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'You're never prepared,' mother says after son spends a month in intensive care | Children's Miracle Network

Jackson Manning spent nearly a month in the hospital due to type 1 diabetes. He is now a sports-loving teen thanks to his team at UC Davis Children's Hospital.

SACRAMENTO, Calif. — At 13-years-old Jackson Manning's passion is sports, specifically flag football, basketball and golf. But when he was 11-years-old, playing sports wasn't an option because he was fighting for his life. 

What seemed like a routine cold turned out to be type 1 diabetes. His body was shutting down and one of his lungs collapsed.

"It was shocking. You know, you're never prepared. My son's lips were blue that morning and he wasn't responding. And when you see your child like that it's terrifying," said Tricia Manning, Jackson's mom.

READ ALSO: Police officer donated liver, panhandled for sick 11-year-old she's never met

Jackson was rushed to the ER and UC Davis Children's Hospital took him in. He was a perfectly normal kid one day, and then spent nearly a month in the pediatric intensive care unit, fighting for his life.

"He was so sick they told us afterwards, when he was getting better, that he was the sickest kid on the floor when he went in, and he almost didn't make it," said Mike Manning, Jackson's father.

Fast forward two years and Jackson is thriving. He has become the child champion for Children's Miracle Network, the organization that helped save his life.

Credit: UC Davis Children's Hospital

Recently, he spoke in front of a huge crowd to raise money that will help provide treatment for other sick kids.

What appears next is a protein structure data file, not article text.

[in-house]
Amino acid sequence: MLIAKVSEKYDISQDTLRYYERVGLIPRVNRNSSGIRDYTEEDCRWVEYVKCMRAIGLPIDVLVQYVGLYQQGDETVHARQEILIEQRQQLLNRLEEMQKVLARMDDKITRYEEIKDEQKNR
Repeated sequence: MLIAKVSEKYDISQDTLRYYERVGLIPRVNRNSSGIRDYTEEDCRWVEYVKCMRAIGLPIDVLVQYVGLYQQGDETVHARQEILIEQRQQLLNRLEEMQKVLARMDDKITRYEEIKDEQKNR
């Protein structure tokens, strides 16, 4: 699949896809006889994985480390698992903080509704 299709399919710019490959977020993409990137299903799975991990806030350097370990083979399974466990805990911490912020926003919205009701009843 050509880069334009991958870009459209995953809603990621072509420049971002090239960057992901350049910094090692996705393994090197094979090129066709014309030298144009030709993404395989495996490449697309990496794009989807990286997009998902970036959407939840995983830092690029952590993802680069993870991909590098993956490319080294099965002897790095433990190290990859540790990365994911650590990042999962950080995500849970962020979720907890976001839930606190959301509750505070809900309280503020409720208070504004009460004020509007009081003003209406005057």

"I'm feeling much more fresh. I get a second chance of life and I'm just excited," Jackson said. "I'm trying to live life more because... I almost got that taken away from me. And I'm going to live [and] enjoy as much as I can while I'm still here." 

His parents are incredibly proud of his accomplishments.

"Yes, he is incredible. He is my hero. I've told him that since he first woke up in the hospital. Ever since then, he's battled everything. He just keeps his spirits up. He has a great attitude. He's a champion, child champion. He really is," Manning said.

Jackson's parents never expected to go through such a scary time so early on in their son's life. They are forever grateful for the dedicated staff who helped save their boy as well as the Children's Miracle Network.

Mike said they are lucky that Jackson got his miracle. Their goal is to let as many people as possible know about the Children's Miracle Network.

"It makes such a huge difference. It's all for these kids to make sure that they have another day, that they get their miracle," Mike said. "Jackson has been a very healthy kid. He was just never sick. And so when you go from never having an illness to all [of a] sudden you're on a breathing tube, it shakes your world."

Their world is now maintaining Jackson's health, including his type 1 diabetes, and allowing him to go back to being a normal kid, who happens to be a child champion.

Jackson said he owes it all to the nurses and doctors who saved his life.

"They really did. They helped us so much and I'm so grateful," he said.

For more stories and info on how you can help the Children's Miracle Network at UC Davis Children's Hospital, visit www.abc10.com/give4kids.

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